Overlay my last two posts (on digital tools for Boris Bikes; and how to wage cyber-resistance) and I think an interesting question arises: How much code should a Citizen know?*
Its clear that literacy and numeracy are essentials for active citizenship as they are for Life and Work. For millenia, the ability to communicate your thoughts in a clear and pithy manner has been a prerequisite for campaigners, dissidents and indeed anyone who wanted to be part of the civic discourse. In recent decades, I would certainly add ‘A working knowledge of Microsoft Office’ to that list, along with an ease at using the Internet. They teach all this at school now.
But is that enough? My feeling is that, at the very least, basic HTML skills should be included too. you need to know the difference between your <em> and your <img> and your <a href> tags if you want to communicate efficiently. For the professional political campaigner, these are certainly essential. I cannot shake the feeling that they should be equally indespensible for the average citizen, too. Do they learn this stuff in school yet?
And when HTML and CSS are taught in schools, what more should political campaigners be learning? If I want to start a mass movement but have no scripting skills, am I missing a trick? If I want to start a new local campaign, but have no clue as to how to pull and push data from an API, am I doomed to failure?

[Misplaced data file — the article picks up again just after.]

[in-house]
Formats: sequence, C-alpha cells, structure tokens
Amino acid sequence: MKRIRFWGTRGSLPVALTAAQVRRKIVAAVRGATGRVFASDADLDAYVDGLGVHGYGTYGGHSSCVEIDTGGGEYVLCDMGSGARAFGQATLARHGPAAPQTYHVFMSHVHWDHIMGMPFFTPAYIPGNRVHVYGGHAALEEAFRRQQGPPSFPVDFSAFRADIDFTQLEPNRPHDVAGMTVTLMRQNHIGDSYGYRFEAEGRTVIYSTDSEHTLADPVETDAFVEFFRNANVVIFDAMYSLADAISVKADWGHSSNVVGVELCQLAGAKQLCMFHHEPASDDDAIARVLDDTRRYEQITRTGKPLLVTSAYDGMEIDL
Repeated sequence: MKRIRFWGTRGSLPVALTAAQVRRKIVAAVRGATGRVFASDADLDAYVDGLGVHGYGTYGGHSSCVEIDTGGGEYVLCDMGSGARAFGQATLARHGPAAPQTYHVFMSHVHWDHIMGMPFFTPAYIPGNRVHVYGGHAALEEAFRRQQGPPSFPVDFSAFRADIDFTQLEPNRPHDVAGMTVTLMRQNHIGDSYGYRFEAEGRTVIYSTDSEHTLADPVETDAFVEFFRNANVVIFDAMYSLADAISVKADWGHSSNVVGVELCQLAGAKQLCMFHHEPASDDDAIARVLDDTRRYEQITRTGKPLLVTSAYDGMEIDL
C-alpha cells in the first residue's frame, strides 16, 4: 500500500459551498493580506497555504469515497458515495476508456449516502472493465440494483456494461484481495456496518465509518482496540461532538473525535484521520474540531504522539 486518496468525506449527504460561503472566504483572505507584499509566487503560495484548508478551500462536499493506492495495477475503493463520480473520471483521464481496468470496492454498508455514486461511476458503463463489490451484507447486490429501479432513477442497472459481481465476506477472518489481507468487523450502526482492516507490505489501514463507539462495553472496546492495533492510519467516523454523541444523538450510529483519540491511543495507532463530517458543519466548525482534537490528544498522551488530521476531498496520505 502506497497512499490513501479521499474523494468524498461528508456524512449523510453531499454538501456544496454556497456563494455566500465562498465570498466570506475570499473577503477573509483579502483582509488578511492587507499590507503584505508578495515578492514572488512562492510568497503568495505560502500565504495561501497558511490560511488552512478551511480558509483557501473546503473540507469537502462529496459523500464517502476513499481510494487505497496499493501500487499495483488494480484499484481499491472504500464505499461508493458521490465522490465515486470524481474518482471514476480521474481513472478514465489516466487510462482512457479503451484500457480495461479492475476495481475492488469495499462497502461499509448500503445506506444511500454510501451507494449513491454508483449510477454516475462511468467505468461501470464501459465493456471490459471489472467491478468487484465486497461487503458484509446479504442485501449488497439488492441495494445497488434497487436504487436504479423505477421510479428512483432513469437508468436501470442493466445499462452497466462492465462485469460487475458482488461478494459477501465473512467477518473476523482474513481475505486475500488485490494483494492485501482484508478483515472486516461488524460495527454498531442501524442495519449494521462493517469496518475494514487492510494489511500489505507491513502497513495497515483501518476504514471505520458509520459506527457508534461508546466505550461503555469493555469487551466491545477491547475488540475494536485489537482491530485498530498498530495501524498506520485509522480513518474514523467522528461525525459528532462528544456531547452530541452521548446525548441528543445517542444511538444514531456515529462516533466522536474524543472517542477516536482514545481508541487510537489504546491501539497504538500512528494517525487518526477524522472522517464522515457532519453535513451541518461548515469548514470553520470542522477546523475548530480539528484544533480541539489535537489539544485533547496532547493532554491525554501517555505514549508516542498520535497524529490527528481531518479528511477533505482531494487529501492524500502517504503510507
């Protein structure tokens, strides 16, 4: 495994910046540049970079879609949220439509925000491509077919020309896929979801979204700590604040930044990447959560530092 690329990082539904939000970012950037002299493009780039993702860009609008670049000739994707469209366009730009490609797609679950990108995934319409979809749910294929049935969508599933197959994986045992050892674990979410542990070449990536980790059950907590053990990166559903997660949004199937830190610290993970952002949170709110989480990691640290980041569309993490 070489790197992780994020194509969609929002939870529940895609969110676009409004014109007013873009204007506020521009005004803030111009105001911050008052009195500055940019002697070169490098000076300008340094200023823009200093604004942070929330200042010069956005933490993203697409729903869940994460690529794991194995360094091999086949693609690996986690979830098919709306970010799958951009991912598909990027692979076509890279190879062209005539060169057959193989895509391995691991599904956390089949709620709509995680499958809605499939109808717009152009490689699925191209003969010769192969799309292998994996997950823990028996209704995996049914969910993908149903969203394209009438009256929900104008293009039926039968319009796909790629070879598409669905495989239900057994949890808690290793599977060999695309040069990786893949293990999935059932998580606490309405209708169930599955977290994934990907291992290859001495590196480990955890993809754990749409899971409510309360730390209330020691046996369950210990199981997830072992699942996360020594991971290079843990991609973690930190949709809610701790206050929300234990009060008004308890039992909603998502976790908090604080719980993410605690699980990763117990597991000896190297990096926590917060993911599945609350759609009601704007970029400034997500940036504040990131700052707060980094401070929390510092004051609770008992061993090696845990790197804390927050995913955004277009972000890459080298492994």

I am reminded of The New Liberal Arts prospectus:
A generation of digital natives is careening towards college. The economy is rebooting itself weekly. We have new responsibilities now—as employees, citizens, and friends—and we have new capabilities, too. The new liberal arts equip us for a world like this. But… what are they?
‘Coding and Decoding’ and ‘Translation’ are two of the skills listed briefly, but the authors don’t go into specifics. It would be interesting to put some flesh on the bone.
* I deliberately capitalised ‘Citizen’ to distinguish between the literal sense of the word (i.e. someone of a particular country with the rights afforded to all citizens; and a person who participates in that democracy.